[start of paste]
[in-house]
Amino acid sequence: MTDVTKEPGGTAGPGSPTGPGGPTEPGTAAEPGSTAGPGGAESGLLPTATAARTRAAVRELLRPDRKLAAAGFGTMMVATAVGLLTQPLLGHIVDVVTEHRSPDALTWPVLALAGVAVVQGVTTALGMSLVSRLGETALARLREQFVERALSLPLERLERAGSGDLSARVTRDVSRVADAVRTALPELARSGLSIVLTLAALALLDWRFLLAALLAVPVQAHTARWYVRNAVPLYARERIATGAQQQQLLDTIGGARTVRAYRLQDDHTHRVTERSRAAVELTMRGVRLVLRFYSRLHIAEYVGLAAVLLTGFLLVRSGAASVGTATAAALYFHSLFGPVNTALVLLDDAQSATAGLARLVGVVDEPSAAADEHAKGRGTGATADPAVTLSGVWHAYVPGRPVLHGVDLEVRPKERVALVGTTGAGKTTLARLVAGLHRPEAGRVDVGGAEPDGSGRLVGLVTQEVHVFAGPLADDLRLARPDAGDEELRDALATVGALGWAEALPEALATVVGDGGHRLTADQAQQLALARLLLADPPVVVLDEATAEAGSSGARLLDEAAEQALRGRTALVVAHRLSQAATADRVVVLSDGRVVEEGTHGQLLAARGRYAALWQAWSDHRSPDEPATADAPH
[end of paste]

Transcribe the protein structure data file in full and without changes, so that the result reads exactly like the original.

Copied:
[in-house]
Amino acid sequence: MTDVTKEPGGTAGPGSPTGPGGPTEPGTAAEPGSTAGPGGAESGLLPTATAARTRAAVRELLRPDRKLAAAGFGTMMVATAVGLLTQPLLGHIVDVVTEHRSPDALTWPVLALAGVAVVQGVTTALGMSLVSRLGETALARLREQFVERALSLPLERLERAGSGDLSARVTRDVSRVADAVRTALPELARSGLSIVLTLAALALLDWRFLLAALLAVPVQAHTARWYVRNAVPLYARERIATGAQQQQLLDTIGGARTVRAYRLQDDHTHRVTERSRAAVELTMRGVRLVLRFYSRLHIAEYVGLAAVLLTGFLLVRSGAASVGTATAAALYFHSLFGPVNTALVLLDDAQSATAGLARLVGVVDEPSAAADEHAKGRGTGATADPAVTLSGVWHAYVPGRPVLHGVDLEVRPKERVALVGTTGAGKTTLARLVAGLHRPEAGRVDVGGAEPDGSGRLVGLVTQEVHVFAGPLADDLRLARPDAGDEELRDALATVGALGWAEALPEALATVVGDGGHRLTADQAQQLALARLLLADPPVVVLDEATAEAGSSGARLLDEAAEQALRGRTALVVAHRLSQAATADRVVVLSDGRVVEEGTHGQLLAARGRYAALWQAWSDHRSPDEPATADAPH